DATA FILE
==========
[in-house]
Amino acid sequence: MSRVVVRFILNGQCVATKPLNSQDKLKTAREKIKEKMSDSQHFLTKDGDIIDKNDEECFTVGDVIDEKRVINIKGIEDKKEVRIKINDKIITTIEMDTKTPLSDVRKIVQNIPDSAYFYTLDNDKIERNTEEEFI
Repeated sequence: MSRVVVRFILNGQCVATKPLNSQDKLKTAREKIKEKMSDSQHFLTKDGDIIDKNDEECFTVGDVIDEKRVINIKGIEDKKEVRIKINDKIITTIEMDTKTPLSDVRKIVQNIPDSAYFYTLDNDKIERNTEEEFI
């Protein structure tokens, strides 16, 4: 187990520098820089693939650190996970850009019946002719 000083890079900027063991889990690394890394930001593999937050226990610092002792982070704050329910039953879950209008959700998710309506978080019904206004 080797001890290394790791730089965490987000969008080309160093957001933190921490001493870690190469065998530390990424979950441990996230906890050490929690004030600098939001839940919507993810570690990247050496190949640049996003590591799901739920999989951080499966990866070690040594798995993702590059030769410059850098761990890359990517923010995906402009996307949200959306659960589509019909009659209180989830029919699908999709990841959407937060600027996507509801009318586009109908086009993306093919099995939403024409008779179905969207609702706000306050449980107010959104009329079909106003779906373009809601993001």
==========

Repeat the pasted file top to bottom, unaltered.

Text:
[in-house]
Amino acid sequence: MSRVVVRFILNGQCVATKPLNSQDKLKTAREKIKEKMSDSQHFLTKDGDIIDKNDEECFTVGDVIDEKRVINIKGIEDKKEVRIKINDKIITTIEMDTKTPLSDVRKIVQNIPDSAYFYTLDNDKIERNTEEEFI
Repeated sequence: MSRVVVRFILNGQCVATKPLNSQDKLKTAREKIKEKMSDSQHFLTKDGDIIDKNDEECFTVGDVIDEKRVINIKGIEDKKEVRIKINDKIITTIEMDTKTPLSDVRKIVQNIPDSAYFYTLDNDKIERNTEEEFI
């Protein structure tokens, strides 16, 4: 187990520098820089693939650190996970850009019946002719 000083890079900027063991889990690394890394930001593999937050226990610092002792982070704050329910039953879950209008959700998710309506978080019904206004 080797001890290394790791730089965490987000969008080309160093957001933190921490001493870690190469065998530390990424979950441990996230906890050490929690004030600098939001839940919507993810570690990247050496190949640049996003590591799901739920999989951080499966990866070690040594798995993702590059030769410059850098761990890359990517923010995906402009996307949200959306659960589509019909009659209180989830029919699908999709990841959407937060600027996507509801009318586009109908086009993306093919099995939403024409008779179905969207609702706000306050449980107010959104009329079909106003779906373009809601993001």